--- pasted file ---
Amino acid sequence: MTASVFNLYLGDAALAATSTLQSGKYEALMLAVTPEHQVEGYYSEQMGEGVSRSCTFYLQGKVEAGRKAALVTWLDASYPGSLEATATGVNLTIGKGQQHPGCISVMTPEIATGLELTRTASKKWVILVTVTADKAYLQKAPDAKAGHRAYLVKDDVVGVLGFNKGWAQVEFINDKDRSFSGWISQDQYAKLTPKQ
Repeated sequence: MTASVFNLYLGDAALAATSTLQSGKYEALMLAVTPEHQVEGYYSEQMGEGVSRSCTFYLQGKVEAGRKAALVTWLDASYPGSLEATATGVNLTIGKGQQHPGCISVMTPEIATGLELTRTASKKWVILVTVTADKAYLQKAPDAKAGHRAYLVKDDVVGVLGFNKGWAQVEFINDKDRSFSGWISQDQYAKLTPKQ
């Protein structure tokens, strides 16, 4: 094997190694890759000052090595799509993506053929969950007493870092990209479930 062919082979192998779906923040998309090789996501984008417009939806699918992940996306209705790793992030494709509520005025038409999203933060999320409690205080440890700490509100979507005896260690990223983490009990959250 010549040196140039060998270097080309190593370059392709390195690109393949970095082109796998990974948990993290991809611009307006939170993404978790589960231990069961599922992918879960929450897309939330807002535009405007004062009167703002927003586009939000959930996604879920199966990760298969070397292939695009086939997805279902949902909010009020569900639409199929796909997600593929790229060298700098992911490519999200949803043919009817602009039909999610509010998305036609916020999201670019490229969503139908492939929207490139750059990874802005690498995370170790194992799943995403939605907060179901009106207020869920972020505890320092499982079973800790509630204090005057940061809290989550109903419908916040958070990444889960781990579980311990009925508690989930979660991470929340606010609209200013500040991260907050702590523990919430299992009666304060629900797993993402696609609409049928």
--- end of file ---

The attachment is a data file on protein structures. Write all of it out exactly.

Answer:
Amino acid sequence: MTASVFNLYLGDAALAATSTLQSGKYEALMLAVTPEHQVEGYYSEQMGEGVSRSCTFYLQGKVEAGRKAALVTWLDASYPGSLEATATGVNLTIGKGQQHPGCISVMTPEIATGLELTRTASKKWVILVTVTADKAYLQKAPDAKAGHRAYLVKDDVVGVLGFNKGWAQVEFINDKDRSFSGWISQDQYAKLTPKQ
Repeated sequence: MTASVFNLYLGDAALAATSTLQSGKYEALMLAVTPEHQVEGYYSEQMGEGVSRSCTFYLQGKVEAGRKAALVTWLDASYPGSLEATATGVNLTIGKGQQHPGCISVMTPEIATGLELTRTASKKWVILVTVTADKAYLQKAPDAKAGHRAYLVKDDVVGVLGFNKGWAQVEFINDKDRSFSGWISQDQYAKLTPKQ
């Protein structure tokens, strides 16, 4: 094997190694890759000052090595799509993506053929969950007493870092990209479930 062919082979192998779906923040998309090789996501984008417009939806699918992940996306209705790793992030494709509520005025038409999203933060999320409690205080440890700490509100979507005896260690990223983490009990959250 010549040196140039060998270097080309190593370059392709390195690109393949970095082109796998990974948990993290991809611009307006939170993404978790589960231990069961599922992918879960929450897309939330807002535009405007004062009167703002927003586009939000959930996604879920199966990760298969070397292939695009086939997805279902949902909010009020569900639409199929796909997600593929790229060298700098992911490519999200949803043919009817602009039909999610509010998305036609916020999201670019490229969503139908492939929207490139750059990874802005690498995370170790194992799943995403939605907060179901009106207020869920972020505890320092499982079973800790509630204090005057940061809290989550109903419908916040958070990444889960781990579980311990009925508690989930979660991470929340606010609209200013500040991260907050702590523990919430299992009666304060629900797993993402696609609409049928």